Part 4 Michael A. Bellesiles: Mega Anti-Gun-Nut

Larry Pratt

Surprisingly, and strangely — for a man who insists he is a “gun enthusiast” — Prof. Michael A. Bellesiles says nothing explicit about his own position on the Second Amendment in his 603-page book Arming America: The Origins Of A National Gun Culture (Knopf, 2000). He also writes nothing at all — zip, zero, zilch — about the importance of guns in self-defense. This, too, is bizarre considering that studies show that as many as three million Americans annually defend themselves, family and/or property with guns.

In an interview published by (1/7/2001), Bentley College History Professor Joyce Lee Malcolm, author of To Keep And Bear Arms: The Origins Of An Anglo-American Right (Harvard University Press, 1996), says: “As someone who did a lot of work on the origins of the Second Amendment and the English experience with firearms, with their rights, I can certainly tell you that [Bellesiles] was happy to ignore any evidence that didn’t fit in with his thesis.”

OK. So, what is Bellesiles’ thesis regarding the Second Amendment? Well, as I say, he does not say, explicitly, in his book. But, he has said things in various interviews which I believe show clearly that he does not believe the Second Amendment protects the right of private persons to keep and bear arms.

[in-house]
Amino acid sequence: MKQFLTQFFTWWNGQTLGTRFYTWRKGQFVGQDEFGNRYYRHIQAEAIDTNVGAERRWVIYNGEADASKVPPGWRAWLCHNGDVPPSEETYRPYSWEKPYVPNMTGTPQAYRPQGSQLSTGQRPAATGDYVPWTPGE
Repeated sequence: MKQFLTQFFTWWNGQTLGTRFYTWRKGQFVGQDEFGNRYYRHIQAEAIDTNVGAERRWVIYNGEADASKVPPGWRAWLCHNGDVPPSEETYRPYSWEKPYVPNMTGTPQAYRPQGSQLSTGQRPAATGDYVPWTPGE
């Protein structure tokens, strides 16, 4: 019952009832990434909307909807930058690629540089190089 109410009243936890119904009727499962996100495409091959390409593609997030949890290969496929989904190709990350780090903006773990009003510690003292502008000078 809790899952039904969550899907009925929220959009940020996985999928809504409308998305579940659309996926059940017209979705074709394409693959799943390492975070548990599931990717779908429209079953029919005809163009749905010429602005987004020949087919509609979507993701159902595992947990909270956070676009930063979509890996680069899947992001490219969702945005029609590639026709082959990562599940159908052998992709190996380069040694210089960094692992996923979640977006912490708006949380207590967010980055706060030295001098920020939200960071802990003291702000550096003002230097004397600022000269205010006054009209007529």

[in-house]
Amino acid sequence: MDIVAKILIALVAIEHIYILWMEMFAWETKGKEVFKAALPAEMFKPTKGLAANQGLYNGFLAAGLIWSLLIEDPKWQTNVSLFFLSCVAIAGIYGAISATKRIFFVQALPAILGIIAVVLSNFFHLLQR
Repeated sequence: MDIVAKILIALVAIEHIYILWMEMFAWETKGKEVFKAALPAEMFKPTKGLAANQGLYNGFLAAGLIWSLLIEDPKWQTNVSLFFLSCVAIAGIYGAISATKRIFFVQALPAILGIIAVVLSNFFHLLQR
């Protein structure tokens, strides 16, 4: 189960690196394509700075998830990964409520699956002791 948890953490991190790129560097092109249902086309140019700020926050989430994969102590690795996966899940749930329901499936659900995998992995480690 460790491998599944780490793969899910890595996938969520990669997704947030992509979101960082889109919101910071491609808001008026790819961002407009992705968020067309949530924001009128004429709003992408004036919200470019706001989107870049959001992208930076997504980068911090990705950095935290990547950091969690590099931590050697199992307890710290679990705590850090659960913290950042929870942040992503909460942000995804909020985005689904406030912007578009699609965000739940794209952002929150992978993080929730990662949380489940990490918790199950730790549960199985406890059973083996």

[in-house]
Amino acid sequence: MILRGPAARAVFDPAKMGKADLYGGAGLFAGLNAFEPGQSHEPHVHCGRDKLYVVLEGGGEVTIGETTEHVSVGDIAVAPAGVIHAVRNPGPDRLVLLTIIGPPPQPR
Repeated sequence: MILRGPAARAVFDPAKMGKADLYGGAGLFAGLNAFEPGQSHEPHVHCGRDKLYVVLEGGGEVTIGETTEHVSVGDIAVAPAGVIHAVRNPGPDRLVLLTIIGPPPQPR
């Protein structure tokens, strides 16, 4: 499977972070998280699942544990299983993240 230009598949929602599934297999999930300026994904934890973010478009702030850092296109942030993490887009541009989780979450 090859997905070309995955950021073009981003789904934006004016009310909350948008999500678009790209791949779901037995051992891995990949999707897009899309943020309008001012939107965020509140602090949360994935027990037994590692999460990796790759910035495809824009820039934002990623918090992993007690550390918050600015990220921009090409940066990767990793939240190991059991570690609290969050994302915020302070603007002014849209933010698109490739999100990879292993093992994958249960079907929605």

For example, in an interview on National Public Radio’s “Fresh Air” program (9/26/2000), Bellesiles was asked this question: “So the idea of a well-regulated militia and people having arms for that would be the equivalent now of people having arms who are in the National Guard?”

Bellesiles: “Yes. That’s exactly correct….”

He is also asked this question: “Do you think that the gun lobby in America has been drawing upon false history to justify its desire to prevent any further regulation of guns?”

Bellesiles: “If I may restate that, I think they have been drawing upon a mythologized past to justify their position in terms of opposing any gun regulation today. I think that is correct….” In other words, it is a myth — in this case meaning something that is false — to think that the Second Amendment Constitutionally protects against any infringement of any right of private individuals to keep and bear arms.

Incidentally, though this program was called “Fresh Air,” on the subject of guns it was the same old, tired, stale, anti-gun, hot air.

In another interview, on KQED Radio in San Francisco (11/14/2000), when a caller asks Bellesliles directly if he believes the Second Amendment protects an individual right or a right only of the government to keep and bear arms?, he replies:

“Well, my personal reading of the context of the Second Amendment… is that it is an individual right collectively defined. In other words, it was understood that those members of the community who were reliable citizens should be enrolled in the militia. And they were included under the protections of the Second Amendment. But, again, let me emphasize that the Second Amendment is simply a limitation on Federal authority. And the Supreme Court has continuously read it that way, that it in no way interferes with the states passing regulating legislation.”